Networking Dinner Do’s and Don’ts

Networking is a critical part of relationship building and there is no event more valuable to building relationships than the proverbial “breaking of bread” with people. As a small business owner, time is precious so how do you throw and effective networking dinner?  Here are a few do’s and don’ts to consider:

Do Get a Private Room

If you care about the quality of your discussion and meal together you should care about noise, distractions and the like.

For any group of 8 people or more, try to book private rooms in a restaurant and go out of your way to pick a restaurant that has a private room, which is infinitely more important than perfect food. Your goal is to have the best possible table discussions and to have time for everybody to get to know each other on a human level and that’s really hard if you can’t hear everybody speak. If you book in an open restaurant with a lot of noise what happens is each person talks mostly to the person to the right or left of them and a bit to the person across. This is sub-optimal — book a private room.

Don’t Wing it

It’s nice to get everyone together and catch up, but let’s get real….What are you going to talk about?  Having a topic for the event will allow everyone to stay on track and focus on one topic.  Take a survey and ask what topics are at top of mind for everyone. Send out the agenda and what the topic for the dinner will to allow everyone time to prepare for the conversation.

 Once there, you should allow a period for general networking, a chance to eat your first bites of food and some casual catch ups. After the initial socializing, lead a table-wide discussion where you’re the facilitator. You can jump in to talk as well but your primary goal is the ring master and to make sure you’re doing the following:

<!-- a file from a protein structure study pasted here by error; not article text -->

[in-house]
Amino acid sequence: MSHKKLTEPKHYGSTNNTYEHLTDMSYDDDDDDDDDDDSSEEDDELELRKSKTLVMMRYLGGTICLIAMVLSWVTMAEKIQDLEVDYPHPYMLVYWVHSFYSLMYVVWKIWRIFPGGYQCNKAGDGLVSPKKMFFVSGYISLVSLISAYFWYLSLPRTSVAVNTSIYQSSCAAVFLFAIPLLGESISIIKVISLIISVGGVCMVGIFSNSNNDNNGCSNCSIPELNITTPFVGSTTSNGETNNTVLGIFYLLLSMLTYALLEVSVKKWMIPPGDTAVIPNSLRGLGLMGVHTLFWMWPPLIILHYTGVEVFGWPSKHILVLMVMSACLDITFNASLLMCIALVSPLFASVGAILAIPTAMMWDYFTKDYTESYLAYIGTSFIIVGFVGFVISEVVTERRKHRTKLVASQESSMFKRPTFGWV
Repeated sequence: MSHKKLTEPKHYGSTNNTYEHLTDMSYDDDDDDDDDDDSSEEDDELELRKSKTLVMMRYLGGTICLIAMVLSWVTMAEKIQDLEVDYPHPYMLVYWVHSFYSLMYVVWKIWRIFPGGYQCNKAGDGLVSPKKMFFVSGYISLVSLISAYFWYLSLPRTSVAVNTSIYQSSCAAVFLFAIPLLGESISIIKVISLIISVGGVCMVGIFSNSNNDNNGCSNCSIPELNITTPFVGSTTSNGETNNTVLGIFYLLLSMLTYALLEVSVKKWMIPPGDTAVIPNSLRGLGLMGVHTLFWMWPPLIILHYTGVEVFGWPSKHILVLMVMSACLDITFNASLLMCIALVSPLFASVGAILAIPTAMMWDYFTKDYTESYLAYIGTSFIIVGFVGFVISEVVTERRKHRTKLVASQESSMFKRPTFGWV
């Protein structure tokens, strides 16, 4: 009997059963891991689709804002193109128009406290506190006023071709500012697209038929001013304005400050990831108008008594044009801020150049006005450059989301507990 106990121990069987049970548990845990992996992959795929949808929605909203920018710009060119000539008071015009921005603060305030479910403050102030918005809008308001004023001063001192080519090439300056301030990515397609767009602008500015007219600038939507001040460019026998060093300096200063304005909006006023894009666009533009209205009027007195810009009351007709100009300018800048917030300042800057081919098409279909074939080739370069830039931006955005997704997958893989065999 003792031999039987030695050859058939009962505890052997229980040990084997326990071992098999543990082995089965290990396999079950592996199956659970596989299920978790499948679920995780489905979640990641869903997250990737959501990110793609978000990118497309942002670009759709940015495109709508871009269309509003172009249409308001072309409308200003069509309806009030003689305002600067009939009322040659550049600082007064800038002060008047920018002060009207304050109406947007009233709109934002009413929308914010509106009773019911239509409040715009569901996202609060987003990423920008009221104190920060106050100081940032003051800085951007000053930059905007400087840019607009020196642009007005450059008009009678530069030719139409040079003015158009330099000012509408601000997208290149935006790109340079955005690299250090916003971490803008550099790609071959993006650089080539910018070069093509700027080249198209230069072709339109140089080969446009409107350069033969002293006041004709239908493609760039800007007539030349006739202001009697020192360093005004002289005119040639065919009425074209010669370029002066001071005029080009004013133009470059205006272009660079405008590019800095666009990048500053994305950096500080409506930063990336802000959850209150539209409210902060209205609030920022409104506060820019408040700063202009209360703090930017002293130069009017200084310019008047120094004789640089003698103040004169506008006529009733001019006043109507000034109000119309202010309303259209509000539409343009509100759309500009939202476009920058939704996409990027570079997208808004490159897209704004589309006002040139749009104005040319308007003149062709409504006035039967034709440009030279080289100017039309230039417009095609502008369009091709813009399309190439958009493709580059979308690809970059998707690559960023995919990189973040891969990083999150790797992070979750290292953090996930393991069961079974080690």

• Including everybody in the discussion — so calling on people who have spoken less or should have an answer to this topic
  • Politely jumping in to stop the ball hogs from monopolizing the conversation
  • Making sure the conversation doesn’t drift too far out of the strike zone of the intended discussion topic
  • Moving to the next topic if the conversation goes stale

I recommend that you have several bullet points on notecards to remind you of the topics you want to discuss so that if it’s getting a bit dull you don’t have to think on the fly what to cover. You have to read the room and the mood of the conversation but usually at some point people are talked out. At the point — often around desserts / coffee — it’s ok to drift back to general networking if need be. Or if you need a break you can announce during the main course “Please go ahead and eat. We’ll come back to table topics after the main course.” Every time is different — you have to learn how to be a great meal host.

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